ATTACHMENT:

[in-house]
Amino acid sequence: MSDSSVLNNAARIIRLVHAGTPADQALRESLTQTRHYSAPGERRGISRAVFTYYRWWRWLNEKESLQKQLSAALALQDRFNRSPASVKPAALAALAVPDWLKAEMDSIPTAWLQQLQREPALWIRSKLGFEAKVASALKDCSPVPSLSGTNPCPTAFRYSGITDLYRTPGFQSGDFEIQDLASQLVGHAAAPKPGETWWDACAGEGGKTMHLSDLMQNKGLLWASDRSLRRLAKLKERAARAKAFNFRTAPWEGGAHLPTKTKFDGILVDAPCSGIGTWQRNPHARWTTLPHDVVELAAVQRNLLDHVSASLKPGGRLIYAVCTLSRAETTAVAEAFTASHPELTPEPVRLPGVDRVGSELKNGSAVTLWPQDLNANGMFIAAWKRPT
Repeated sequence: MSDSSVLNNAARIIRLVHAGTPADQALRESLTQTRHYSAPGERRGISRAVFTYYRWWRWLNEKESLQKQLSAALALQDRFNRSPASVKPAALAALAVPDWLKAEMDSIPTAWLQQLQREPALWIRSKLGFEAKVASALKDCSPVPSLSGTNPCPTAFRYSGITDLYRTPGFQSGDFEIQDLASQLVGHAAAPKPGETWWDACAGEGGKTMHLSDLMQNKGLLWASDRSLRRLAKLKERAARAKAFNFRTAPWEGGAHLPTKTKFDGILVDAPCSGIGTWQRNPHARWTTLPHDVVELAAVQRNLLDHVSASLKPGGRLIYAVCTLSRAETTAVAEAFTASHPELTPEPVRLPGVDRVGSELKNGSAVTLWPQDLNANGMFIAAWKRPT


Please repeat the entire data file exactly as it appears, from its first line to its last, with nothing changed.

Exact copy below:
[in-house]
Amino acid sequence: MSDSSVLNNAARIIRLVHAGTPADQALRESLTQTRHYSAPGERRGISRAVFTYYRWWRWLNEKESLQKQLSAALALQDRFNRSPASVKPAALAALAVPDWLKAEMDSIPTAWLQQLQREPALWIRSKLGFEAKVASALKDCSPVPSLSGTNPCPTAFRYSGITDLYRTPGFQSGDFEIQDLASQLVGHAAAPKPGETWWDACAGEGGKTMHLSDLMQNKGLLWASDRSLRRLAKLKERAARAKAFNFRTAPWEGGAHLPTKTKFDGILVDAPCSGIGTWQRNPHARWTTLPHDVVELAAVQRNLLDHVSASLKPGGRLIYAVCTLSRAETTAVAEAFTASHPELTPEPVRLPGVDRVGSELKNGSAVTLWPQDLNANGMFIAAWKRPT
Repeated sequence: MSDSSVLNNAARIIRLVHAGTPADQALRESLTQTRHYSAPGERRGISRAVFTYYRWWRWLNEKESLQKQLSAALALQDRFNRSPASVKPAALAALAVPDWLKAEMDSIPTAWLQQLQREPALWIRSKLGFEAKVASALKDCSPVPSLSGTNPCPTAFRYSGITDLYRTPGFQSGDFEIQDLASQLVGHAAAPKPGETWWDACAGEGGKTMHLSDLMQNKGLLWASDRSLRRLAKLKERAARAKAFNFRTAPWEGGAHLPTKTKFDGILVDAPCSGIGTWQRNPHARWTTLPHDVVELAAVQRNLLDHVSASLKPGGRLIYAVCTLSRAETTAVAEAFTASHPELTPEPVRLPGVDRVGSELKNGSAVTLWPQDLNANGMFIAAWKRPT